What Makes You Sick?!

Photo credit: bigstock.com

Photo credit: bigstock.com

Nobody likes to be sick. For some of us, the mere thought of illness or disease is enough to make us anxious. But past a certain point, it can become a self-fulfilling prophecy. New research indicates that stressing out about your health can indeed take a negative toll on it. We’ll explore the findings here, and list some tips to help you to stop worrying and start living healthfully.

First, let’s ask some basic questions. What IS stress, really? We all know the sensation: the increased heart rate, sweating, a heighted alertness, and a feeling of uneasiness, perhaps mixed with a slight fear … These are the feelings that lead up to the classic “fight or flight” response, which is the physiological response to what the body perceives as danger. This is actually a natural phenomenon, and it is designed to protect us from harm. The problem is that in the modern world, which is undoubtedly much safer than the one our Paleolithic ancestors evolved to live in, our anxiety responses get triggered by inappropriate things, and worry about ill health is one of them. Our genes have not changed much in the last 10,000 years.

Chronic, obsessive fear of disease, otherwise known as hypochondria, is classified as an anxiety disorder. Recent research shows that constant stressing out about illness can actually manifest symptoms of poor health in your body.

When your body is in a state of stress, it releases stress hormones like cortisol which raise blood pressure, heart rate, and triglyceride and blood sugar levels. This is designed to provide your body with energy to deal with the emergency your “lizard brain” thinks it is facing. But you’re not really in danger, are you? No — you’re worrying that you’re dying because you have a headache. So what happens instead?

You get unpleasant physical symptoms like muscle twitching, dizziness, dry mouth, fatigue, shortness of breath, trembling, and more. When you experience stress symptoms like this all the time due to worry, all that blood sugar is built up and not used for physical exertion, and it results in a higher chance of heart attack, digestive disorders, weakened immune system, and more.

A study conducted by scientists in Norway found that there was a direct correlation between anxiety about personal health and actual negative outcomes. The study involved more than 7,000 volunteers and asked them to fill out a questionnaire to determine the degree to which they worried about their health. Twelve years later, there was a follow up with the same participants, and the researchers found that the ones who ranked in the 90th percentile for “health anxiety” were 73 percent more likely to develop heart disease!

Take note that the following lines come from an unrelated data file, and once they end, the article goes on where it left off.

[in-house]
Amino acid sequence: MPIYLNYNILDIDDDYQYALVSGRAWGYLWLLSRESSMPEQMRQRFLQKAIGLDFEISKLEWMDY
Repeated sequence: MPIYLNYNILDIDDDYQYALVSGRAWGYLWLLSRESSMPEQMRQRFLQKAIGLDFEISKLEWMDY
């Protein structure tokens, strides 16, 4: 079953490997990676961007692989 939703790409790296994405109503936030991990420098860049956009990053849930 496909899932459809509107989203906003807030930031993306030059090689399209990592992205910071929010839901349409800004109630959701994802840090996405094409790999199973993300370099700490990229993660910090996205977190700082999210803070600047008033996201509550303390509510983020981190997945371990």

So, What’s the Solution?

If you are dealing with constant stress and anxiety over the fear of illness, here are some practical steps you can take:

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Photo credit: bigstock.com

Photo credit: bigstock.com

1. Meditation and Yoga.

This isn’t “woo-woo” nonsense — they are scientifically proven methods for reducing stress and instilling a sense of inner peace that have stood the test of time. Give it a try and experience what millions of people already know.

 

2. Have a healthy social network.

If you are feeling socially isolated or spend most of your time with toxic people who drain your energy, this will, eventually, take a toll on you psychologically. Overtime, the chronic stress can begin to affect your health as well.

 

3. Exercise and eat right.

This should be a no-brainer, but if it was, articles like this probably wouldn’t need to exist. What you eat has a direct affect on your health and mood, and exercise demands concentration, which takes your mind off worrying about illness, and releases endorphins that promote feelings of happiness and well-being.

 

4. Occupy your mind with something.

This may be one of the best ways to take your mind off the fear of being sick: Occupy yourself with some task or project that demands your attention. Building a model or puzzle, reading, writing, Sudoku, music, painting … it really doesn’t matter what you do, as long as it demands your attention.

 

KEEP READING: Does Nutrition Really Affect Your Stress Levels?

 

Finally, if your health anxiety is really that bad, get professional help from a psychiatrist. They are experts and will know what to do for people who cannot help themselves using the above steps.

Life is too short, and worrying apparently can make it shorter. That’s no way to spend your time on this Earth. As Morgan Freedman’s character, Red, said in The Shawshank Redemption, “Get busy living, or get busy dying.” Choose living instead of worrying.

 

References:

www.articles.mercola.com

www.education.jhu.edu

www.bmjopen.bmj.com

www.umm.edu

www.health.harvard.edu